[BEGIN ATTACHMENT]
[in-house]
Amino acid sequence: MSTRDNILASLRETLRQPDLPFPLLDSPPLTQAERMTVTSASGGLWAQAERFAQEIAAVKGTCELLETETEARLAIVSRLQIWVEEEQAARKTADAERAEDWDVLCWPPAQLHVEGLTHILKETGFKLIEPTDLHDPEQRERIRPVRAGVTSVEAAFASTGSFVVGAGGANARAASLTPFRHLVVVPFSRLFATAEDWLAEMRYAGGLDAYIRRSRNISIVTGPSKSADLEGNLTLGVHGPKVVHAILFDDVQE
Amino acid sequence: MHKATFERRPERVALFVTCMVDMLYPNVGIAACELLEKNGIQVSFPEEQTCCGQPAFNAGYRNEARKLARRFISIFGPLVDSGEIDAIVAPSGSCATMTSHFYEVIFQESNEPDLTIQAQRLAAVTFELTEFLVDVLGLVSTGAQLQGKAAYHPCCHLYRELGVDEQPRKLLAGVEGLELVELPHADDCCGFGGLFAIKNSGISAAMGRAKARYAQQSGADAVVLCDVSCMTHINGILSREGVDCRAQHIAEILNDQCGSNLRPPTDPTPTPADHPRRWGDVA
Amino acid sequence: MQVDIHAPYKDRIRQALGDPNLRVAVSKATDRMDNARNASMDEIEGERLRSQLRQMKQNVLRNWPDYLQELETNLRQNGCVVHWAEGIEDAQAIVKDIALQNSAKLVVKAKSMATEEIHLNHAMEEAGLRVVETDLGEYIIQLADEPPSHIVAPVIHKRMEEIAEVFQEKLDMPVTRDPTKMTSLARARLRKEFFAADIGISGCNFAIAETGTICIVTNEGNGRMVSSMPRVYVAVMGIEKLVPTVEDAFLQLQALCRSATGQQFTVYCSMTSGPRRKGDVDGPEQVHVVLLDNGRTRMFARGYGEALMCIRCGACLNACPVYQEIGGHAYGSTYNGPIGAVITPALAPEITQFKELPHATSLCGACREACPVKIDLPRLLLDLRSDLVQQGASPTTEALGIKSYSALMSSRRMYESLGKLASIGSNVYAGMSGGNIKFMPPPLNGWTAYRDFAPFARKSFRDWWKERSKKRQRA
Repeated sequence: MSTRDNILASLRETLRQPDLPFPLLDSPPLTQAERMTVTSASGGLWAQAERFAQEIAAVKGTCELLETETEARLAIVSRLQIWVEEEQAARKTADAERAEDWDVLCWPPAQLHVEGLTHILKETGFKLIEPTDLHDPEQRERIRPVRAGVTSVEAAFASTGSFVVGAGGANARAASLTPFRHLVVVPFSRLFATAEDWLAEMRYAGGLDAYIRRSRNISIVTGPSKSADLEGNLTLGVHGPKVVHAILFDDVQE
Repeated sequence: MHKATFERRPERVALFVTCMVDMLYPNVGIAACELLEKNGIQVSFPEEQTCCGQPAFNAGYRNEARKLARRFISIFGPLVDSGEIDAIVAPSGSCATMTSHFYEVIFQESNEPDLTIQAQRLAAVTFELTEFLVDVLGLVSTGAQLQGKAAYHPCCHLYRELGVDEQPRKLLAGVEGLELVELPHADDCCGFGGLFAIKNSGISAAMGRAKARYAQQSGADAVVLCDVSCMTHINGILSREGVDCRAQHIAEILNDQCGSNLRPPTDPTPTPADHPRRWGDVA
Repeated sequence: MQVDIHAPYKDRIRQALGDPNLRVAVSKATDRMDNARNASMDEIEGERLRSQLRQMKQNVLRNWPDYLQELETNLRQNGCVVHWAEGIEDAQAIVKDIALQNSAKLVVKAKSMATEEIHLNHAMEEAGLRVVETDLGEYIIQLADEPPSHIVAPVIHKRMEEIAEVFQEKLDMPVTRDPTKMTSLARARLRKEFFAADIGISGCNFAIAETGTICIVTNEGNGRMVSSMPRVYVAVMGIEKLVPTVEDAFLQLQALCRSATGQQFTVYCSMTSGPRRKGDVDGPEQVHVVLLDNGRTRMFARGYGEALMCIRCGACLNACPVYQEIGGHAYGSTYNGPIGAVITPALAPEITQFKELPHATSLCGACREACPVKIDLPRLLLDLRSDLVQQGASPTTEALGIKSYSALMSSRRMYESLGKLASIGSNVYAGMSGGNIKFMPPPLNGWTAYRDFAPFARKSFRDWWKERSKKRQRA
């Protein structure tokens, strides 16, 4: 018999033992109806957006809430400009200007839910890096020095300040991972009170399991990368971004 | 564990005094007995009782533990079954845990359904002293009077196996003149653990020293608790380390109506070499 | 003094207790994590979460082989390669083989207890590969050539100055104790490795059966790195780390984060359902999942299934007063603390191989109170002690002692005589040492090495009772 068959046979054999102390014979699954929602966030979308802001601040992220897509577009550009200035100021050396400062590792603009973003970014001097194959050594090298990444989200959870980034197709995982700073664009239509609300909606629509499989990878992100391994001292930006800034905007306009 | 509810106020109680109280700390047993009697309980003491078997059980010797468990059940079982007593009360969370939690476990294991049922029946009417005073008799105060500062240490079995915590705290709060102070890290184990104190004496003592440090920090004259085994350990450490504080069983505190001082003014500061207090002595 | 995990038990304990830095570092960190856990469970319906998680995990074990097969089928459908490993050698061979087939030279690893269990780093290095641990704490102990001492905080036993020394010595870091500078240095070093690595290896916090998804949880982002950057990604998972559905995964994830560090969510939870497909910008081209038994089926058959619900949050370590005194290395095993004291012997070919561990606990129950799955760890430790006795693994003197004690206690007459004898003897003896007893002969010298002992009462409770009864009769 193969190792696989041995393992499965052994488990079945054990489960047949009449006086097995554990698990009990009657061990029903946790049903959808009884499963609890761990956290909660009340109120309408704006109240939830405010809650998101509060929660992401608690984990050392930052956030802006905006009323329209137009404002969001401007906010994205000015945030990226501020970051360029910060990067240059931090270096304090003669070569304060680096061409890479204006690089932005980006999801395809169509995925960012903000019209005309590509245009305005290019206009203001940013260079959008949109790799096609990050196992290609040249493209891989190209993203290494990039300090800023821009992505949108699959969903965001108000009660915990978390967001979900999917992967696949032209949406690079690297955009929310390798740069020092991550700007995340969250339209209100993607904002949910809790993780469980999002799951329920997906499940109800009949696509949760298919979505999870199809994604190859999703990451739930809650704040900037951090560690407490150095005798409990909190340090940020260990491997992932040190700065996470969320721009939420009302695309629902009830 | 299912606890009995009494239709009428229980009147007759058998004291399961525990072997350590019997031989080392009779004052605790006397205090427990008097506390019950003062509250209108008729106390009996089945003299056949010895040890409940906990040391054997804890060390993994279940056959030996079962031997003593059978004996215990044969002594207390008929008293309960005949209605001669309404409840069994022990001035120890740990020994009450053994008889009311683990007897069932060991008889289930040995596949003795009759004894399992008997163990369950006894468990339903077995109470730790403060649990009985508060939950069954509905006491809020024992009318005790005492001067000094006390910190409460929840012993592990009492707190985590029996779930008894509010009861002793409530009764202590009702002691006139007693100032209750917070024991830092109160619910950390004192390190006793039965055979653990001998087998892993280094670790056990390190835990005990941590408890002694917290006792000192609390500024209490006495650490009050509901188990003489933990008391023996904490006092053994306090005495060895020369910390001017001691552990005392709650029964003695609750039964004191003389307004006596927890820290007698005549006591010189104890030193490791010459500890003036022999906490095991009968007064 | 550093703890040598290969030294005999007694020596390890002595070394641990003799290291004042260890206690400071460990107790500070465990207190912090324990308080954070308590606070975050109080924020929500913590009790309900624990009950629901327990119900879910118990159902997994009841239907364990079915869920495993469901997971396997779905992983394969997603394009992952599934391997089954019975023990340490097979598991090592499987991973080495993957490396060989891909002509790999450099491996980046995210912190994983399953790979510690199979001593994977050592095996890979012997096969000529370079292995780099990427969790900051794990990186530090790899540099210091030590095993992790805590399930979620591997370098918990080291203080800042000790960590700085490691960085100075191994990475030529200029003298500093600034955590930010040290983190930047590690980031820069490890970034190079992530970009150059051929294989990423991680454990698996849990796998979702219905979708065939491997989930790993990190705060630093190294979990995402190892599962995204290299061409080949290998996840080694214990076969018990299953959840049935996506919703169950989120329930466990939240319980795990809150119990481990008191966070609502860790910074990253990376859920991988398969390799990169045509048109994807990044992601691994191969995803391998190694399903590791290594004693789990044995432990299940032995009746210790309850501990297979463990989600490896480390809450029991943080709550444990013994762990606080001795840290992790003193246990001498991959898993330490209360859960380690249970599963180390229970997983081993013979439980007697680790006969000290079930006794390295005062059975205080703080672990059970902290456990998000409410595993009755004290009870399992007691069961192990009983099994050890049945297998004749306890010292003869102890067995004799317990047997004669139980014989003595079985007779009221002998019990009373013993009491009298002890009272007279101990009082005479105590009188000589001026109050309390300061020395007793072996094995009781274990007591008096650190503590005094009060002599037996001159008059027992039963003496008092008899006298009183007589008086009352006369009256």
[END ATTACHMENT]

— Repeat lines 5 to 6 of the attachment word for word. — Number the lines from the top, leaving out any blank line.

Repeated sequence: MSTRDNILASLRETLRQPDLPFPLLDSPPLTQAERMTVTSASGGLWAQAERFAQEIAAVKGTCELLETETEARLAIVSRLQIWVEEEQAARKTADAERAEDWDVLCWPPAQLHVEGLTHILKETGFKLIEPTDLHDPEQRERIRPVRAGVTSVEAAFASTGSFVVGAGGANARAASLTPFRHLVVVPFSRLFATAEDWLAEMRYAGGLDAYIRRSRNISIVTGPSKSADLEGNLTLGVHGPKVVHAILFDDVQE
Repeated sequence: MHKATFERRPERVALFVTCMVDMLYPNVGIAACELLEKNGIQVSFPEEQTCCGQPAFNAGYRNEARKLARRFISIFGPLVDSGEIDAIVAPSGSCATMTSHFYEVIFQESNEPDLTIQAQRLAAVTFELTEFLVDVLGLVSTGAQLQGKAAYHPCCHLYRELGVDEQPRKLLAGVEGLELVELPHADDCCGFGGLFAIKNSGISAAMGRAKARYAQQSGADAVVLCDVSCMTHINGILSREGVDCRAQHIAEILNDQCGSNLRPPTDPTPTPADHPRRWGDVA